obtaining proof for the trial, which is prescribed in subsequent sections of the statute. It has heretofore been repeatedly held that depositions not taken in conformity with the provisions of said section 863 could not be read in evidence; And it was clearly not within the contemplation of the statute, as it was framed, taking sections 861 and 863 together, that depositions taken under a state statute, for use in the state court, could be admitted on a trial in the federal courts. While the manner of taking depositions in actions pending in the United States courts, both at law and in equity, in addition to the provisions and methods theretofore existing, has been extended by act of congress (27 Stat. 7) so as to permit a party to take thein, "in the mode prescribed by the law of the state in which the courts are held," it goes only to the mode of taking, without in any. degr.ee touching or enlarging the limitations under which a deposition may be taken and used in the federal courts. Motion sustained.
NEW YORK SECURITY & TRUST CO. v. EQUITABLE MORTGAGE CO. (HOLDEN, Intprvener). (Cir<;uit Court, W.D. .Missouri, W. D. January 27, 1896.)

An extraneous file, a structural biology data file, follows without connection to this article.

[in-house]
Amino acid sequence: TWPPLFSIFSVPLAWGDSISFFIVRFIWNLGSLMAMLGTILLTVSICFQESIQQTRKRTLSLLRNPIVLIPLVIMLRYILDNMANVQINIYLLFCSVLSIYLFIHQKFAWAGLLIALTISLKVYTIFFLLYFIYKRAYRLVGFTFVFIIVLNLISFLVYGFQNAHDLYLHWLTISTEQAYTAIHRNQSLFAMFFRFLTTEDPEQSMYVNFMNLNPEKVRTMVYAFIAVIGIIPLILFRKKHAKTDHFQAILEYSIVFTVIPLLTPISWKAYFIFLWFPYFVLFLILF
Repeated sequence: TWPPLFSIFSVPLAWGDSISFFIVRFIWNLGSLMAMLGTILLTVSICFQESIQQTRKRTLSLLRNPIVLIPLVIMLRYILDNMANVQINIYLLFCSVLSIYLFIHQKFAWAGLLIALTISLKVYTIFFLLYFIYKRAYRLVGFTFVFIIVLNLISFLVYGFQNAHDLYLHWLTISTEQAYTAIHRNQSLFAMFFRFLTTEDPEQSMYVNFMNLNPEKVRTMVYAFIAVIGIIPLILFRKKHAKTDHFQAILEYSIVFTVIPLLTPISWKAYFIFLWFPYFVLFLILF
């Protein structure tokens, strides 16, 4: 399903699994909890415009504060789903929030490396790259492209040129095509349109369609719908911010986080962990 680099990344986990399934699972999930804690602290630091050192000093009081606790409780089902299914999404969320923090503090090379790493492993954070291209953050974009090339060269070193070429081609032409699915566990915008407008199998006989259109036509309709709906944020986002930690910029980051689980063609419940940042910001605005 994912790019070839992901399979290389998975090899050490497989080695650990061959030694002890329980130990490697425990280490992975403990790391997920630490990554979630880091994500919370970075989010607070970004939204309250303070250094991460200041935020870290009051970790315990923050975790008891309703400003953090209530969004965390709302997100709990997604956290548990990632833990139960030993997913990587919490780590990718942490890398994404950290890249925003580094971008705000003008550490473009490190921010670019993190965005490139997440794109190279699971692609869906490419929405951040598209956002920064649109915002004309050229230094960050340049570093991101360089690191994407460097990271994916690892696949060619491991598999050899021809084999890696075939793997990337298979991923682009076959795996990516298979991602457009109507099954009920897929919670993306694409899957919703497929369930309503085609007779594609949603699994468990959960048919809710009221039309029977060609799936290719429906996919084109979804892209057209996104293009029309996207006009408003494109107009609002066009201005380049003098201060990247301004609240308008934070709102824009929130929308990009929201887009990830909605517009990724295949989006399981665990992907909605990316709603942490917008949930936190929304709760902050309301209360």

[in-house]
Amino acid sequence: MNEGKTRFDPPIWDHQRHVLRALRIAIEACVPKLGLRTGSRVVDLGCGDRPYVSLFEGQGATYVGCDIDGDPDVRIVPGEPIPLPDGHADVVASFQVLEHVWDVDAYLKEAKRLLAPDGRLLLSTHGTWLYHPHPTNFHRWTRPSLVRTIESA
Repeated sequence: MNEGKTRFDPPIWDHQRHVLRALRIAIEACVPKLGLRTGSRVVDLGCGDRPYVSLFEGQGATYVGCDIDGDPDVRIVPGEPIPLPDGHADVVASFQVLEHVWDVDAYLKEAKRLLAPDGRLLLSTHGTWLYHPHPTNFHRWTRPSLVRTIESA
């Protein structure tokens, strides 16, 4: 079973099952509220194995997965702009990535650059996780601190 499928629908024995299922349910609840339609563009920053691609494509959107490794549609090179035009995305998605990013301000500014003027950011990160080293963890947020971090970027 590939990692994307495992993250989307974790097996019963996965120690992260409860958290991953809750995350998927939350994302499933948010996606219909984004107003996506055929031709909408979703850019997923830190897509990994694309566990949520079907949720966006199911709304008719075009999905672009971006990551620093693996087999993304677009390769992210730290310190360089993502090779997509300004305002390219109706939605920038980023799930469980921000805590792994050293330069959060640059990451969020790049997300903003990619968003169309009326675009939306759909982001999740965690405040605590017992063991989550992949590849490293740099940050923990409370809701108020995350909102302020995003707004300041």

EQUITY PRAOTIOEc.....ANCILLARY REOEIVERSHIPS-PROOF OF CI,AIMS.
Receivers of a Missouri corporation were appointed by the circuit court for the Southern district of New York, at the suit of a New York corporation. The same persons. were appointed ancillary receivers by the circuit court in MiSSOUri, where the principal part of the business of the corporation had been transacted; the order for their appointment containing a direction to appoint an agent in Missouri to receive service of process, notices, etc., with which the receivers complied. Subsequently, a creditor residing in Missouri applied to the citcUlt court there to determine the existence and amount ofa claim against the Insolvent cOrPoration, arising out of transactions which took place'in Missouri. Held that, although the New York court was the court of primary jurisdiction, and was the proper tribunal to pass upon the distribution of the fund In the receivers' hands, the Missouri comi would not dismiss the creditor's application, but would entertain it, at least so far as to determine the existence and amount of his claim, without requiring him to resort to a foreign jurisdiction to prove. the same.